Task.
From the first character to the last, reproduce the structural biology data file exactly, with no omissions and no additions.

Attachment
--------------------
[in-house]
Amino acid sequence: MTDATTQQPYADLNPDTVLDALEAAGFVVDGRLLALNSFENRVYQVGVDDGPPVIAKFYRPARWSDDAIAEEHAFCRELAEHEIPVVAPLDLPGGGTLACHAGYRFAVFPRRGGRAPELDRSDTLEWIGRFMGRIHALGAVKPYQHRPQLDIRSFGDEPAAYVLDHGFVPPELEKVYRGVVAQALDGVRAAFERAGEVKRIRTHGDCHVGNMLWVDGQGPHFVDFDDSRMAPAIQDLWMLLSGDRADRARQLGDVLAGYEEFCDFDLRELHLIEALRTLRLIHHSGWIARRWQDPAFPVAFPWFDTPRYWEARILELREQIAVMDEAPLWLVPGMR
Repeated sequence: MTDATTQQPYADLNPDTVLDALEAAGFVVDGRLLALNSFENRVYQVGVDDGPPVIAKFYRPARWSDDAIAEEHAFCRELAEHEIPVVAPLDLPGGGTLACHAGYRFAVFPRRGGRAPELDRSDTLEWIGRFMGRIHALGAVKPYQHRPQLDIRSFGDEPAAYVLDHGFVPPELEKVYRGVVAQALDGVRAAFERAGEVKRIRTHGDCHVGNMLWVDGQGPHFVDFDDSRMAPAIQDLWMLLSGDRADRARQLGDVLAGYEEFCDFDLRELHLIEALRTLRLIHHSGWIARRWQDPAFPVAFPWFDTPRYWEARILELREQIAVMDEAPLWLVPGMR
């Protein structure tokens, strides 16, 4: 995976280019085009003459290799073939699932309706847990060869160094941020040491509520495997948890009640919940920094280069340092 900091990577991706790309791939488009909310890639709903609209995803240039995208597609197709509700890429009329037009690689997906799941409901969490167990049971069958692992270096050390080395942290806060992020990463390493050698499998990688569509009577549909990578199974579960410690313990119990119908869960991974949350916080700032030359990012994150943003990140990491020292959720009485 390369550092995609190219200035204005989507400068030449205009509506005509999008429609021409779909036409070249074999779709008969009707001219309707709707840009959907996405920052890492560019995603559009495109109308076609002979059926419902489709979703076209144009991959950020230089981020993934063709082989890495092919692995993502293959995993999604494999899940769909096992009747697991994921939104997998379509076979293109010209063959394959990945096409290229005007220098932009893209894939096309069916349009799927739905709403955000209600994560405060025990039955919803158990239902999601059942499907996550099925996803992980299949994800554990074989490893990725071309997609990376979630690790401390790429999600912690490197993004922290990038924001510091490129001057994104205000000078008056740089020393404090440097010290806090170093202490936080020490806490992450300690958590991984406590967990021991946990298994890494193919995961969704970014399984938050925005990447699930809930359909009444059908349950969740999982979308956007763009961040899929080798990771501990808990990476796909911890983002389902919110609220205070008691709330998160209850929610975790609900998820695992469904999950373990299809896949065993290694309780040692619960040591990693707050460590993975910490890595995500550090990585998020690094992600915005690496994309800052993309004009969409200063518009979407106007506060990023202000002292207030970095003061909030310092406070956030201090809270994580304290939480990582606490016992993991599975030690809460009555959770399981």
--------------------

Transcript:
[in-house]
Amino acid sequence: MTDATTQQPYADLNPDTVLDALEAAGFVVDGRLLALNSFENRVYQVGVDDGPPVIAKFYRPARWSDDAIAEEHAFCRELAEHEIPVVAPLDLPGGGTLACHAGYRFAVFPRRGGRAPELDRSDTLEWIGRFMGRIHALGAVKPYQHRPQLDIRSFGDEPAAYVLDHGFVPPELEKVYRGVVAQALDGVRAAFERAGEVKRIRTHGDCHVGNMLWVDGQGPHFVDFDDSRMAPAIQDLWMLLSGDRADRARQLGDVLAGYEEFCDFDLRELHLIEALRTLRLIHHSGWIARRWQDPAFPVAFPWFDTPRYWEARILELREQIAVMDEAPLWLVPGMR
Repeated sequence: MTDATTQQPYADLNPDTVLDALEAAGFVVDGRLLALNSFENRVYQVGVDDGPPVIAKFYRPARWSDDAIAEEHAFCRELAEHEIPVVAPLDLPGGGTLACHAGYRFAVFPRRGGRAPELDRSDTLEWIGRFMGRIHALGAVKPYQHRPQLDIRSFGDEPAAYVLDHGFVPPELEKVYRGVVAQALDGVRAAFERAGEVKRIRTHGDCHVGNMLWVDGQGPHFVDFDDSRMAPAIQDLWMLLSGDRADRARQLGDVLAGYEEFCDFDLRELHLIEALRTLRLIHHSGWIARRWQDPAFPVAFPWFDTPRYWEARILELREQIAVMDEAPLWLVPGMR
């Protein structure tokens, strides 16, 4: 995976280019085009003459290799073939699932309706847990060869160094941020040491509520495997948890009640919940920094280069340092 900091990577991706790309791939488009909310890639709903609209995803240039995208597609197709509700890429009329037009690689997906799941409901969490167990049971069958692992270096050390080395942290806060992020990463390493050698499998990688569509009577549909990578199974579960410690313990119990119908869960991974949350916080700032030359990012994150943003990140990491020292959720009485 390369550092995609190219200035204005989507400068030449205009509506005509999008429609021409779909036409070249074999779709008969009707001219309707709707840009959907996405920052890492560019995603559009495109109308076609002979059926419902489709979703076209144009991959950020230089981020993934063709082989890495092919692995993502293959995993999604494999899940769909096992009747697991994921939104997998379509076979293109010209063959394959990945096409290229005007220098932009893209894939096309069916349009799927739905709403955000209600994560405060025990039955919803158990239902999601059942499907996550099925996803992980299949994800554990074989490893990725071309997609990376979630690790401390790429999600912690490197993004922290990038924001510091490129001057994104205000000078008056740089020393404090440097010290806090170093202490936080020490806490992450300690958590991984406590967990021991946990298994890494193919995961969704970014399984938050925005990447699930809930359909009444059908349950969740999982979308956007763009961040899929080798990771501990808990990476796909911890983002389902919110609220205070008691709330998160209850929610975790609900998820695992469904999950373990299809896949065993290694309780040692619960040591990693707050460590993975910490890595995500550090990585998020690094992600915005690496994309800052993309004009969409200063518009979407106007506060990023202000002292207030970095003061909030310092406070956030201090809270994580304290939480990582606490016992993991599975030690809460009555959770399981």